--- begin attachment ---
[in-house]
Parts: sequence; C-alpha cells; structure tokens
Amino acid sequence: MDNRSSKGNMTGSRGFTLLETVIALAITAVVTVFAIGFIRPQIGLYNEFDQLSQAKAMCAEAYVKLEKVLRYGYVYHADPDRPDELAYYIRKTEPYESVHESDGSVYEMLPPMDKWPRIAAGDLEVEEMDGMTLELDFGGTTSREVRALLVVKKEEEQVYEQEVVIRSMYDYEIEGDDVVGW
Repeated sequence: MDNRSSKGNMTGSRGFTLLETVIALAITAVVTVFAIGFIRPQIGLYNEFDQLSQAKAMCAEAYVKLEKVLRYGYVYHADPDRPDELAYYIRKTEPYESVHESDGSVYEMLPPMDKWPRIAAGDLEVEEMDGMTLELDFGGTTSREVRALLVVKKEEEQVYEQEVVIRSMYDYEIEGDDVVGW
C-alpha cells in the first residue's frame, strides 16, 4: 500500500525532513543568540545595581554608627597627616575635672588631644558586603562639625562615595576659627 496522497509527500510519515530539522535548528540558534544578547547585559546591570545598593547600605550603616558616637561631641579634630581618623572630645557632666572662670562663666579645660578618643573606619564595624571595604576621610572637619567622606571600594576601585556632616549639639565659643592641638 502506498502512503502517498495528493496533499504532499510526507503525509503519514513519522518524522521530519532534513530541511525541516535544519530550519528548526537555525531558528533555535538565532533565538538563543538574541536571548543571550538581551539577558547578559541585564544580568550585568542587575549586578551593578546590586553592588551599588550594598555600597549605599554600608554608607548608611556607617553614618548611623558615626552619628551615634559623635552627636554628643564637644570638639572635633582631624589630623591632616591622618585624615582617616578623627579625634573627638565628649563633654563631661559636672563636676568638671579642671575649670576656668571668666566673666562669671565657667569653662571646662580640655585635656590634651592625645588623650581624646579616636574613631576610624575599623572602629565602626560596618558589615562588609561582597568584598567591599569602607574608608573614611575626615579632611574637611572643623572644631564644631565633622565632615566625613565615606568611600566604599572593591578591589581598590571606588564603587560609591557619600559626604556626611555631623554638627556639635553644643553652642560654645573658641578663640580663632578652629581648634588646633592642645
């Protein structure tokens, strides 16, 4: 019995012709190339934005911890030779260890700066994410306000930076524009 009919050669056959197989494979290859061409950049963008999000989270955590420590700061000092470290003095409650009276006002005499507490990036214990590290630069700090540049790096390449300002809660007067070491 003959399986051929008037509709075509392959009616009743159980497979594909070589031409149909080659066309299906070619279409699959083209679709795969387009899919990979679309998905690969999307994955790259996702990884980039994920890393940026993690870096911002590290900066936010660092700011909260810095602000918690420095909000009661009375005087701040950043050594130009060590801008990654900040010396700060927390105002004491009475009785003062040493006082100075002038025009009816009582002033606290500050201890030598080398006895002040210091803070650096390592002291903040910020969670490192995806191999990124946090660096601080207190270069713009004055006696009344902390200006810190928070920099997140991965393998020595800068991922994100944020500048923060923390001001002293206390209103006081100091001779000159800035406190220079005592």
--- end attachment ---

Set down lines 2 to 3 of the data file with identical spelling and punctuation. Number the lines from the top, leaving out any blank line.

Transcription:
Parts: sequence; C-alpha cells; structure tokens
Amino acid sequence: MDNRSSKGNMTGSRGFTLLETVIALAITAVVTVFAIGFIRPQIGLYNEFDQLSQAKAMCAEAYVKLEKVLRYGYVYHADPDRPDELAYYIRKTEPYESVHESDGSVYEMLPPMDKWPRIAAGDLEVEEMDGMTLELDFGGTTSREVRALLVVKKEEEQVYEQEVVIRSMYDYEIEGDDVVGW